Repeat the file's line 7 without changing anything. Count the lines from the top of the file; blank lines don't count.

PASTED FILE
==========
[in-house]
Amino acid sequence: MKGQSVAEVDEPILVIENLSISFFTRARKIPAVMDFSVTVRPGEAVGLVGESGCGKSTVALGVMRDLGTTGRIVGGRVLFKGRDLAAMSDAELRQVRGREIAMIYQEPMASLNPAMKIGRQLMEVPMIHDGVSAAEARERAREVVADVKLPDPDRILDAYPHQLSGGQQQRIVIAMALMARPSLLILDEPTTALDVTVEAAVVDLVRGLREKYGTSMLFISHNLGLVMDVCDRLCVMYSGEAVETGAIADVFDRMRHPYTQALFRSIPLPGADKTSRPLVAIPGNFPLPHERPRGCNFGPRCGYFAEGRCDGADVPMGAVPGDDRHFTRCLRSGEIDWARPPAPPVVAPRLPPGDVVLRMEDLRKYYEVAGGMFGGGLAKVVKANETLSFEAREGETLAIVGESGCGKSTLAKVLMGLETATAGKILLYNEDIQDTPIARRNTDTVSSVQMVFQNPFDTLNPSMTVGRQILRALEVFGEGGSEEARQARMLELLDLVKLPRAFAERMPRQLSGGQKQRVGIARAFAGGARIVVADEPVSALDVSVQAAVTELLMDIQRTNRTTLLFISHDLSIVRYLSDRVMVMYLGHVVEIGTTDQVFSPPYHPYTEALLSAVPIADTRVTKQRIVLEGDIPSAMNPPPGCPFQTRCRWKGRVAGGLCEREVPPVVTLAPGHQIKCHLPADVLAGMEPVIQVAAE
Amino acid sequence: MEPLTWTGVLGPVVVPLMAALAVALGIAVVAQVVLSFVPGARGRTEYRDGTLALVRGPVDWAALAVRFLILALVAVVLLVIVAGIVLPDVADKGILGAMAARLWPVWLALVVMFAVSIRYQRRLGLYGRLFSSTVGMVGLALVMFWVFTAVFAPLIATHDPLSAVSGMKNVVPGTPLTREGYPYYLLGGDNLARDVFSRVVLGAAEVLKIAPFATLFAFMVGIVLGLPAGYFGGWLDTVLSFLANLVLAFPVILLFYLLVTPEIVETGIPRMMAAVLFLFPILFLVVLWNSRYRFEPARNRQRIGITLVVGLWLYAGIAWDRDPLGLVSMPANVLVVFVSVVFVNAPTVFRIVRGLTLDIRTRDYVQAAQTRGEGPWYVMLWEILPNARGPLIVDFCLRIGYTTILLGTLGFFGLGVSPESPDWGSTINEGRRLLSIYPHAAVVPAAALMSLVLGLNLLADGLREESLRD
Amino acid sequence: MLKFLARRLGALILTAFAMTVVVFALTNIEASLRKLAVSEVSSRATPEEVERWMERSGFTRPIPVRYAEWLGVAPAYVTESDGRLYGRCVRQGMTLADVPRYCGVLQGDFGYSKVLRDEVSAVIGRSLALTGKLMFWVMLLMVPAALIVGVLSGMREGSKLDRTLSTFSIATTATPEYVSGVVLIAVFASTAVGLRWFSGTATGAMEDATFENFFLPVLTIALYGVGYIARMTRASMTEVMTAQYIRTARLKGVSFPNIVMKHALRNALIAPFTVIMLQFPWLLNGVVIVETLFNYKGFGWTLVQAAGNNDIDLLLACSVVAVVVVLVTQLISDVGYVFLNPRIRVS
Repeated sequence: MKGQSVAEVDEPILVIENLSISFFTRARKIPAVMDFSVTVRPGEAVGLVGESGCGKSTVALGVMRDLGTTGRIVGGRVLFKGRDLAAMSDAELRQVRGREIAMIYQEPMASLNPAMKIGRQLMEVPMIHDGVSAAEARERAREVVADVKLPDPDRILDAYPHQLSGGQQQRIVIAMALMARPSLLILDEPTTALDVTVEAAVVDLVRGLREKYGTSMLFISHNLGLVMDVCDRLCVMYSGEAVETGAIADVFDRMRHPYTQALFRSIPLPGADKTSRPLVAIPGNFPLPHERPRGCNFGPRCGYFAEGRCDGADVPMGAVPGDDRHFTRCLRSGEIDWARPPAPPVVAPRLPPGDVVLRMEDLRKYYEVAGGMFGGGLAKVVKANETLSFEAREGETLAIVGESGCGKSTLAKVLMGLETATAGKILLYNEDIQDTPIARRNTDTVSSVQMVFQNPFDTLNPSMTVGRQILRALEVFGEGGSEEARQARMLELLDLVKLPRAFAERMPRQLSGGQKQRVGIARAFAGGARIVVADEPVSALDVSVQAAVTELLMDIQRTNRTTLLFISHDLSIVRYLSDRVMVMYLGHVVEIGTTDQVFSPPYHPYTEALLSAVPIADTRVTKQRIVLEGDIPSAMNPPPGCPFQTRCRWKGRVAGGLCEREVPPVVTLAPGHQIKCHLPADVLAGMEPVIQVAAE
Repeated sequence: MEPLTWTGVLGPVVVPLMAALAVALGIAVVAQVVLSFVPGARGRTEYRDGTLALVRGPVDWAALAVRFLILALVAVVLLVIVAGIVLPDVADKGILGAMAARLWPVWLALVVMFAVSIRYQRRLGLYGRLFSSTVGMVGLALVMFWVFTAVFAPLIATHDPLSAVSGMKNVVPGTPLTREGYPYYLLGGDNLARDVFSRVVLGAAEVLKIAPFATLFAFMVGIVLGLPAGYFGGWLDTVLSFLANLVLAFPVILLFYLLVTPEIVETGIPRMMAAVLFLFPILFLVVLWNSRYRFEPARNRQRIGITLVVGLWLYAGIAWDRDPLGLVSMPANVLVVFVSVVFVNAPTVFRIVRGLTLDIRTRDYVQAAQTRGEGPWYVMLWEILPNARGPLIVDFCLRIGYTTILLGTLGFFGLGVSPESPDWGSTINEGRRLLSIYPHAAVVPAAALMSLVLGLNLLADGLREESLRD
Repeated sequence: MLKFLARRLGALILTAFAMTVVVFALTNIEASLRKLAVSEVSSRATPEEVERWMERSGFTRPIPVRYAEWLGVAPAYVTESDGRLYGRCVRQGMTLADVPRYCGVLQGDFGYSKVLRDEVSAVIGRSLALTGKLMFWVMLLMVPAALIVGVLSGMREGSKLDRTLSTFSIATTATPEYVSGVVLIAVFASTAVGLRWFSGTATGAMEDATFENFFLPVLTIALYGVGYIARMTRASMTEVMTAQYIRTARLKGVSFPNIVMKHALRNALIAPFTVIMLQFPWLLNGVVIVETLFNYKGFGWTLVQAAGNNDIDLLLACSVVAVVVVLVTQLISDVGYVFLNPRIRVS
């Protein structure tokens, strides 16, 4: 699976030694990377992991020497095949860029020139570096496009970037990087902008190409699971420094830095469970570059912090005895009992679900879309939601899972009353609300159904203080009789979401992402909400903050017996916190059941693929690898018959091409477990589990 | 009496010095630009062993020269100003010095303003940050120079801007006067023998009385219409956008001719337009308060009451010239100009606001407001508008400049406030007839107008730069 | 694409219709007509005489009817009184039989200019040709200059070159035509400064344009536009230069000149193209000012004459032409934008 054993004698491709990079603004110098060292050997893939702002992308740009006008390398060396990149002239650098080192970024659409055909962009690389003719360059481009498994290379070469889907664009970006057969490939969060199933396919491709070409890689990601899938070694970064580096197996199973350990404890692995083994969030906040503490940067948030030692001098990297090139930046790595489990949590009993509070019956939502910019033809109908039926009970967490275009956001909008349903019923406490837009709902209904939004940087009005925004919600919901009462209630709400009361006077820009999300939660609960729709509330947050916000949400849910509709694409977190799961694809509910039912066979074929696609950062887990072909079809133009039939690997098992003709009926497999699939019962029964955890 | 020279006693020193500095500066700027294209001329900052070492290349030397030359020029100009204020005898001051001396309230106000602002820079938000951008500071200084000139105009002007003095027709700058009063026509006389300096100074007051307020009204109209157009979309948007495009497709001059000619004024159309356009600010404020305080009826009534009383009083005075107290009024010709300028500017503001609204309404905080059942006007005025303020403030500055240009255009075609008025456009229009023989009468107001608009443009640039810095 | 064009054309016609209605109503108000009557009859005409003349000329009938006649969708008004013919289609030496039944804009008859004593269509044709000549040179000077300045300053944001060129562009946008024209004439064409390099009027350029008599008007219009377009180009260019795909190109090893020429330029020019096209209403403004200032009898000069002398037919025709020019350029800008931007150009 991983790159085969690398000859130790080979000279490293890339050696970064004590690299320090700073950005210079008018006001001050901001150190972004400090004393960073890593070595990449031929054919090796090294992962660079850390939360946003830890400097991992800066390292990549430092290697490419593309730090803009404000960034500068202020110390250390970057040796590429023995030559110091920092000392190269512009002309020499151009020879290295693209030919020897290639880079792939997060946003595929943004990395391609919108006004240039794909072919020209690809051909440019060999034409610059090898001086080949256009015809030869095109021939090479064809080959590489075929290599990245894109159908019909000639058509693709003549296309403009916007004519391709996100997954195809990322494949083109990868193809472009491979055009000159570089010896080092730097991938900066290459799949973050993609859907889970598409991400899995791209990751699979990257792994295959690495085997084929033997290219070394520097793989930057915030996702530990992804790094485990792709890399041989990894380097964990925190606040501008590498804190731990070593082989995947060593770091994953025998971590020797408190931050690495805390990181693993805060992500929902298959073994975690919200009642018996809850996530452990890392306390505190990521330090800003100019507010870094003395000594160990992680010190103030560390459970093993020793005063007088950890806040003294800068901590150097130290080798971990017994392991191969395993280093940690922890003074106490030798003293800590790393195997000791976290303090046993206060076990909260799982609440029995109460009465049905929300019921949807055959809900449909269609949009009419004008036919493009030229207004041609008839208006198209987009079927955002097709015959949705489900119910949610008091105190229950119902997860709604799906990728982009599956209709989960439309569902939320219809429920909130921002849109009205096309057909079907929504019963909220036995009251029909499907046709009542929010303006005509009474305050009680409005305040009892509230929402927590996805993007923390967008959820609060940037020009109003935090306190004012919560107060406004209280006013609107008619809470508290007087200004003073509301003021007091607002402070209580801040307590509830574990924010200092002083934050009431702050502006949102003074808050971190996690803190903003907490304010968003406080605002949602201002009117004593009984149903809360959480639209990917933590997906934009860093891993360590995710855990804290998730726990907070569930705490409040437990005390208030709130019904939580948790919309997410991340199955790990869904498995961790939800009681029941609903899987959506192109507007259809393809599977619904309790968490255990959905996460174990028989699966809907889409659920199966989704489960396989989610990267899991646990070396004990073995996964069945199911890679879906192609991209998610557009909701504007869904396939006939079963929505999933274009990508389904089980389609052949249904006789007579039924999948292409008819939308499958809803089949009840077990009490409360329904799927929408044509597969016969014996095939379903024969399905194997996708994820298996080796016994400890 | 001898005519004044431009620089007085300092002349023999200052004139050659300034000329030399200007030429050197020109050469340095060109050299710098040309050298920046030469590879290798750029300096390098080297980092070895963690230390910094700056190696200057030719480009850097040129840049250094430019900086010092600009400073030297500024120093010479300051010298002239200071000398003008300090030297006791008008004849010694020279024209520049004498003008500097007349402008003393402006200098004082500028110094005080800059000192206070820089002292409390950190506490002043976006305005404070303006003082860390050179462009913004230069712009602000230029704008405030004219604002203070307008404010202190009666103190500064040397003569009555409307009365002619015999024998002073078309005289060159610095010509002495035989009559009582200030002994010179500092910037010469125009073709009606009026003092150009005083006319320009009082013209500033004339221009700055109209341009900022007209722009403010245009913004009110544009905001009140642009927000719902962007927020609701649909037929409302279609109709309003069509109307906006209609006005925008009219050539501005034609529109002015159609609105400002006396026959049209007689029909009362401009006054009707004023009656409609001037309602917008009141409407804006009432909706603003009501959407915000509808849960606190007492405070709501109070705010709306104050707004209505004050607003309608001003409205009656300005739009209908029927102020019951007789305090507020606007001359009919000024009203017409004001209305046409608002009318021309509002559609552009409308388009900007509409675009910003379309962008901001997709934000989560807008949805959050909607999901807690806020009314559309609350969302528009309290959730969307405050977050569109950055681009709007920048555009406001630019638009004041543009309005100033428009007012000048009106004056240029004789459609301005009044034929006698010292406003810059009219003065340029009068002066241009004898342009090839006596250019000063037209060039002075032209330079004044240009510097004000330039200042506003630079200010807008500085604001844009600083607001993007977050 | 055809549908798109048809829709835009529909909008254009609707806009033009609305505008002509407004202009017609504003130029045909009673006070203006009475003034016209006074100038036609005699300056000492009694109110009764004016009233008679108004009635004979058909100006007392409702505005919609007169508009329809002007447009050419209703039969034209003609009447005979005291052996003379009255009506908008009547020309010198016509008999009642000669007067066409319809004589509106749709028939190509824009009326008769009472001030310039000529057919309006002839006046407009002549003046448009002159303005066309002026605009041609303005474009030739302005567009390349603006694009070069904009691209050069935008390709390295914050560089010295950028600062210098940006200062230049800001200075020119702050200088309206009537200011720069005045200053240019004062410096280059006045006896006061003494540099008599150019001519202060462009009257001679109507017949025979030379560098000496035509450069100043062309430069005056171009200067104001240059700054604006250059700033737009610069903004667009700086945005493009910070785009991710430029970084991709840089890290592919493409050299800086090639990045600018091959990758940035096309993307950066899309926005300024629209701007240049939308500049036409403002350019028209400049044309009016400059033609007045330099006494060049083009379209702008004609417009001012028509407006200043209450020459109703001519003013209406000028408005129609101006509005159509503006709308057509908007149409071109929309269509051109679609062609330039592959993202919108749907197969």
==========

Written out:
Repeated sequence: MLKFLARRLGALILTAFAMTVVVFALTNIEASLRKLAVSEVSSRATPEEVERWMERSGFTRPIPVRYAEWLGVAPAYVTESDGRLYGRCVRQGMTLADVPRYCGVLQGDFGYSKVLRDEVSAVIGRSLALTGKLMFWVMLLMVPAALIVGVLSGMREGSKLDRTLSTFSIATTATPEYVSGVVLIAVFASTAVGLRWFSGTATGAMEDATFENFFLPVLTIALYGVGYIARMTRASMTEVMTAQYIRTARLKGVSFPNIVMKHALRNALIAPFTVIMLQFPWLLNGVVIVETLFNYKGFGWTLVQAAGNNDIDLLLACSVVAVVVVLVTQLISDVGYVFLNPRIRVS